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The Seattle Seahawks and the Shadow of Super Bowl XLIX

The defending NFC champs are 0-2 after Sunday’s loss in Green Bay. Can Pete Carroll and Co. put the past behind them before it’s too late?

Russell WilsonRussell Wilson

Maybe Seattle should've run it with Russell Wilson during Super Bowl XLIX.

Christian Petersen/Getty

The Seattle Seahawks are 0-2, and this will no doubt engender a tremendous amount of angst over the course of the next seven days, in part because everything in the NFL is over-analyzed and over-processed and over-thought, and in part because there is legitimate statistical evidence that says the Seahawks may now have a difficult time getting back to the playoffs, let alone the Super Bowl for the third consecutive year.

Last night, the Seahawks lost to the Packers in Green Bay, 27-17. They’ve now blown fourth-quarter leads in each of their last four games (though they wound up winning the first of those, a still-unfathomable come-from-behind victory over Green Bay in last season’s NFC Championship game). And yet normally, none of this would provide much of a reason to panic; normally, the widely accepted notion that the Seahawks are the most talented team in the NFL, with arguably the most well-respected coach and arguably the least mistake-prone quarterback, would make them a strong contender to buck the notion that two consecutive losses mean much of anything to begin a season.

Except there is also a reason to believe Seattle may not be an exception to the 0-2 rule, in part because the 2015 Seahawks are already an exception to every rule. No team has ever lost the Super Bowl on a controversial play call that engendered widespread vexation and lingered throughout the offseason; no team has spent more psychic energy and airplane fuel in recent years attempting to make light of and dispel the mojo of that play call than the Seahawks. If ever a team has the potential to get inside its own head, it is this one.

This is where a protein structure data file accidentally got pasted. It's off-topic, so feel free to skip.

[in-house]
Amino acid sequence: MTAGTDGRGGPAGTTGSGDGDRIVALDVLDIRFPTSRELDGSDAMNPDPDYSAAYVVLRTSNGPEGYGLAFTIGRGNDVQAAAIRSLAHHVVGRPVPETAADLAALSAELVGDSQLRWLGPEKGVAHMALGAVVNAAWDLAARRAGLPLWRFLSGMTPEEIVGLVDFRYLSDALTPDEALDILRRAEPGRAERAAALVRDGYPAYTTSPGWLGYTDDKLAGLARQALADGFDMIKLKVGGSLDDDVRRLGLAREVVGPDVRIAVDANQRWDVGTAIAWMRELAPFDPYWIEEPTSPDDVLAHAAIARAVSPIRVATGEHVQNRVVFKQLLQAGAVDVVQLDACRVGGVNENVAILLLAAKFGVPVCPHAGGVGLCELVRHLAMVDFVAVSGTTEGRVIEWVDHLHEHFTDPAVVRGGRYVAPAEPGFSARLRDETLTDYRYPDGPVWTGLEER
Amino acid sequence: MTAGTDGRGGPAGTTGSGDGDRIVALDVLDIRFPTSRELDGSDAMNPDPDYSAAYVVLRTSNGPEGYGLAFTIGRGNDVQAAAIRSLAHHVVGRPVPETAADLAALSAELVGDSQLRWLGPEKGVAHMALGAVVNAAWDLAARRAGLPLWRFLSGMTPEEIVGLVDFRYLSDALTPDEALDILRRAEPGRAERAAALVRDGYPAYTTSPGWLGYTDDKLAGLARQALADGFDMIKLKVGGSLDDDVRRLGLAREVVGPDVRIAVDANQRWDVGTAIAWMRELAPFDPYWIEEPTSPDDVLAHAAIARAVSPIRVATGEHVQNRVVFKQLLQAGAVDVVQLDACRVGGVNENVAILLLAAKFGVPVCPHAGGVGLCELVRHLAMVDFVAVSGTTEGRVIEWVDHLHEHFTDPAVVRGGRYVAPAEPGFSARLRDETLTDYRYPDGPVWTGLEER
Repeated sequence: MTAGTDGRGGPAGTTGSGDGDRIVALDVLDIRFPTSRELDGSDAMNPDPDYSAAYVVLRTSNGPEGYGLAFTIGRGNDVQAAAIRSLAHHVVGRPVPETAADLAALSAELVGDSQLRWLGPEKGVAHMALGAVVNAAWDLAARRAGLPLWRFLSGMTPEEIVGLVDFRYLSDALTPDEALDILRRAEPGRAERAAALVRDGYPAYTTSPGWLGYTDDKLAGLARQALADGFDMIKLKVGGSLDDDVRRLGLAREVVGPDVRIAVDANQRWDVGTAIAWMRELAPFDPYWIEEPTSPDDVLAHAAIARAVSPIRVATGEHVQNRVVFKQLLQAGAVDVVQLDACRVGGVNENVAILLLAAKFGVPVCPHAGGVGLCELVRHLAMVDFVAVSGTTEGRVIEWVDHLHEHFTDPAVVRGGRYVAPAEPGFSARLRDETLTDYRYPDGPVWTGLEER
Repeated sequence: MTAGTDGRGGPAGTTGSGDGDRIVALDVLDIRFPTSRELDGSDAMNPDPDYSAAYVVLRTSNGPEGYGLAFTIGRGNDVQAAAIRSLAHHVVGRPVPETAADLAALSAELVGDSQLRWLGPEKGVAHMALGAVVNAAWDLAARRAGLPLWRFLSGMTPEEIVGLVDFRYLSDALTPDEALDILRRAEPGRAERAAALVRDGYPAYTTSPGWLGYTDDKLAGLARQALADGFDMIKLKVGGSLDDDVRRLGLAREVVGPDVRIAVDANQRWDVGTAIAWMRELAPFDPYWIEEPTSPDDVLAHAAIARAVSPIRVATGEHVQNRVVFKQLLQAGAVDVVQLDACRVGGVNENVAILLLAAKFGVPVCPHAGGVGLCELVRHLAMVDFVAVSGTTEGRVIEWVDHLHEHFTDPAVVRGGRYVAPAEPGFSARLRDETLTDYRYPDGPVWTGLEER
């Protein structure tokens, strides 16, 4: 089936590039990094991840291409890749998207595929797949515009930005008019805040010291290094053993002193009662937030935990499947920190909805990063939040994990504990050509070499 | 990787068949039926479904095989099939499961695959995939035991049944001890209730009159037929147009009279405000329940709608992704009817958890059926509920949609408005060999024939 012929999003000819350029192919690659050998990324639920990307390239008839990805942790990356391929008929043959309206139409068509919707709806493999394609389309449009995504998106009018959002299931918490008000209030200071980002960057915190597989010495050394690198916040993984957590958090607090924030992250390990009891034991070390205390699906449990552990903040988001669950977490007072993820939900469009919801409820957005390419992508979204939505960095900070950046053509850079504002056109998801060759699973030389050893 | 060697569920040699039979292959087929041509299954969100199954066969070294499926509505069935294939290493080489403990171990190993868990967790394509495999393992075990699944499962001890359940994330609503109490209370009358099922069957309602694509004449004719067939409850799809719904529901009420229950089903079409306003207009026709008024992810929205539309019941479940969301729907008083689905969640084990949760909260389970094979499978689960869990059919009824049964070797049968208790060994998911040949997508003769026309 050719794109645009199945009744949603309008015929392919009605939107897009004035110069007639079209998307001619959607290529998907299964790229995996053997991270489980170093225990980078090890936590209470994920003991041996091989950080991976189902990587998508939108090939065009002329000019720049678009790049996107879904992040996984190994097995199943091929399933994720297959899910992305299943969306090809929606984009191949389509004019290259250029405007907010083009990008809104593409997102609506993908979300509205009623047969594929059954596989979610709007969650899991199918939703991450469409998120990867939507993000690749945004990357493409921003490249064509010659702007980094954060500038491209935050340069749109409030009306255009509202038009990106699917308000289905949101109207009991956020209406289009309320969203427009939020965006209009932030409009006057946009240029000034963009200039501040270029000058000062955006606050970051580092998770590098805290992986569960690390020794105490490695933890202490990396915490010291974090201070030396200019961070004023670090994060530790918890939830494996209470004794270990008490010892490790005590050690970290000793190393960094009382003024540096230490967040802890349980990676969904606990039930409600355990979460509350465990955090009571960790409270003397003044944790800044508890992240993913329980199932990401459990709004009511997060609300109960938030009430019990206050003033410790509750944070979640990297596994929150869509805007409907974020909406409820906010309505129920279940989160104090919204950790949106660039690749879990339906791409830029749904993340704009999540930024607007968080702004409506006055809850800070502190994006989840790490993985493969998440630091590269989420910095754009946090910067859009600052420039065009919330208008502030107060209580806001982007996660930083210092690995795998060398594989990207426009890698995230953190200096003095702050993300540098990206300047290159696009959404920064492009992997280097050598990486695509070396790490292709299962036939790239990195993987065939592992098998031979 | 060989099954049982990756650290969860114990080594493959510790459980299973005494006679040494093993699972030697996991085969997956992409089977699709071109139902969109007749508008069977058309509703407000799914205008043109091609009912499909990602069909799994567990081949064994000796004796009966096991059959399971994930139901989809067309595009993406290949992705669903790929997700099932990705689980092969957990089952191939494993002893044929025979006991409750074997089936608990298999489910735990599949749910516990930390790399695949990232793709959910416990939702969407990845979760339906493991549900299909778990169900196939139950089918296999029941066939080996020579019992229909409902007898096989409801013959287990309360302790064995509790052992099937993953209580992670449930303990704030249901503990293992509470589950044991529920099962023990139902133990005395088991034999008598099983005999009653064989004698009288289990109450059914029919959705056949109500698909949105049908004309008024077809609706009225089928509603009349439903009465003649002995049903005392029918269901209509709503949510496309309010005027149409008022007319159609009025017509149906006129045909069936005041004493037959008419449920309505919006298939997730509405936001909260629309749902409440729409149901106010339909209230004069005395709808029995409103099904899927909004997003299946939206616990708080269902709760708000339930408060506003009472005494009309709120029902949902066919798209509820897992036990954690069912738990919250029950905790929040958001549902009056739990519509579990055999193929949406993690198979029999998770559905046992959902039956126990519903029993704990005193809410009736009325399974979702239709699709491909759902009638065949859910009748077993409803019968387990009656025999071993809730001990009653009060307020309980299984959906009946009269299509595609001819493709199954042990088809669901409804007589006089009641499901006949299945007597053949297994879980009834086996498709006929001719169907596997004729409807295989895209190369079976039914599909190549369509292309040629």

And that’s the thing about watching Seattle in 2015: So far, everything hearkens back to the Super Bowl, to a play call so impactful that even Marshawn Lynch’s mother is still pissed off about it. Last weekend against the Rams, the Seahawks ran the ball with Lynch on a fourth-and-1 and failed, and wound up losing the game. On Sunday night, Lynch was largely ineffective; on Sunday night, it was quarterback Russell Wilson who led the Seahawks back from a 13-3 road deficit, both with his arm – he threw a pair of touchdown passes to make the score 17-13 – and with his legs, as he kept the ball on the read option and on quarterback draws to edges of the field. (This, of course, had the Greek chorus of the Internet wondering whether Wilson should have run the ball on that final play of Super Bowl XLIX instead of Lynch.) The game plan worked, and then it didn’t, largely because, as wonderful a quarterback as Wilson may be, Aaron Rodgers is better.

And so after a Green Bay field goal made it 17-16, Rodgers, who is nearly unbeatable at home at Lambeau Field, proved astoundingly elusive in the pocket, leading the Packers on an 80-yard drive that gave them the lead back. Wilson then threw a rare interception on a short pass, and Green Bay kicked a game-clinching field goal.

None of this means much of anything in September, of course; the Packers and Seahawks are almost certainly the two best teams in the NFC, if not the entire NFL. And it’s possible that Seattle’s struggles have absolutely nothing to do with the Super Bowl, and it’s possible that Pete Carroll will find a Zen method of extracting his team from the hole it has put itself in. But every time the Seahawks lose a high-profile game like this – every time they take a step backward from last year – the question of the Super Bowl will arise once more, and the question of whether the Seahawks’ decision-making is somehow fatally flawed will become more and more difficult to avoid. At some point, the perception matters more than the truth, and this is what the Seahawks are fighting early on in 2015: The idea that they can no longer finish a game without tripping over their own past.

Michael Weinreb is the author of Season of Saturdays: A History of College Football in 14 Games, now out in paperback. You can find him on Twitter @michaelweinreb

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